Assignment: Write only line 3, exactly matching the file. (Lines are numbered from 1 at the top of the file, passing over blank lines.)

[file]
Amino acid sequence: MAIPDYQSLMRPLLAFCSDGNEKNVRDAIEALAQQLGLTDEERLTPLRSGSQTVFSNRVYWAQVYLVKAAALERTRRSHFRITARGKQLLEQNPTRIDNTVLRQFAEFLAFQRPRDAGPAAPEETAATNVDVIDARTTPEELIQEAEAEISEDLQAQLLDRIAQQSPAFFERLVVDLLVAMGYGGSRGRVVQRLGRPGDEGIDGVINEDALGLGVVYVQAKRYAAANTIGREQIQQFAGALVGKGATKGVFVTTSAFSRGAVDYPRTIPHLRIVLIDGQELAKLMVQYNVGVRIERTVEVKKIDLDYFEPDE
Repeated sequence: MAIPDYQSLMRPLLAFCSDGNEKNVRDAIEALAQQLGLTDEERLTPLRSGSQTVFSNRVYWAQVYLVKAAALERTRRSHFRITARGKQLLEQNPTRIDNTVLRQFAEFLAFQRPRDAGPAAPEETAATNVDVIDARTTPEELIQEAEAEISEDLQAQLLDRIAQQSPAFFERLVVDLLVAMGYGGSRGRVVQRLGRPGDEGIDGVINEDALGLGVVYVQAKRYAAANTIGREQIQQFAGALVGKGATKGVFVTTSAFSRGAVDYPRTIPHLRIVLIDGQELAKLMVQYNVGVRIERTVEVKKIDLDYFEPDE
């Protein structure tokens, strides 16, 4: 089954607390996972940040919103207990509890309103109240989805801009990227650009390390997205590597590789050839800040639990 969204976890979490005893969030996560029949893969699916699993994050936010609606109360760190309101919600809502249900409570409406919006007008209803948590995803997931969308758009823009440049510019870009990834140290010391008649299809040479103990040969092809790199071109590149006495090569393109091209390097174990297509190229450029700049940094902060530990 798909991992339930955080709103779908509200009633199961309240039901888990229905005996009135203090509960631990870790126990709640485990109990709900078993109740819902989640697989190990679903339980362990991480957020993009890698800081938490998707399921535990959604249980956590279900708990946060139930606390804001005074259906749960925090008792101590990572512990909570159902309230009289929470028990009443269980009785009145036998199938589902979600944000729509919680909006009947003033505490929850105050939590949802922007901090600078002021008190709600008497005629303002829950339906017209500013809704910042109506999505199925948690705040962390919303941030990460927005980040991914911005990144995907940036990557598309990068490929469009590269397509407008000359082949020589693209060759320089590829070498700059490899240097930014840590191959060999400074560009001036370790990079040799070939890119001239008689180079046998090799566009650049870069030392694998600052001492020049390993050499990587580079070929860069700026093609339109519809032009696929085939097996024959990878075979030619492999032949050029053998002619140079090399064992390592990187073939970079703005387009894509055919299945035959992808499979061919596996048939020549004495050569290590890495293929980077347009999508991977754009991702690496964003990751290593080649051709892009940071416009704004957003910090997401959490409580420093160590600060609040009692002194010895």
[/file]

């Protein structure tokens, strides 16, 4: 089954607390996972940040919103207990509890309103109240989805801009990227650009390390997205590597590789050839800040639990 969204976890979490005893969030996560029949893969699916699993994050936010609606109360760190309101919600809502249900409570409406919006007008209803948590995803997931969308758009823009440049510019870009990834140290010391008649299809040479103990040969092809790199071109590149006495090569393109091209390097174990297509190229450029700049940094902060530990 798909991992339930955080709103779908509200009633199961309240039901888990229905005996009135203090509960631990870790126990709640485990109990709900078993109740819902989640697989190990679903339980362990991480957020993009890698800081938490998707399921535990959604249980956590279900708990946060139930606390804001005074259906749960925090008792101590990572512990909570159902309230009289929470028990009443269980009785009145036998199938589902979600944000729509919680909006009947003033505490929850105050939590949802922007901090600078002021008190709600008497005629303002829950339906017209500013809704910042109506999505199925948690705040962390919303941030990460927005980040991914911005990144995907940036990557598309990068490929469009590269397509407008000359082949020589693209060759320089590829070498700059490899240097930014840590191959060999400074560009001036370790990079040799070939890119001239008689180079046998090799566009650049870069030392694998600052001492020049390993050499990587580079070929860069700026093609339109519809032009696929085939097996024959990878075979030619492999032949050029053998002619140079090399064992390592990187073939970079703005387009894509055919299945035959992808499979061919596996048939020549004495050569290590890495293929980077347009999508991977754009991702690496964003990751290593080649051709892009940071416009704004957003910090997401959490409580420093160590600060609040009692002194010895």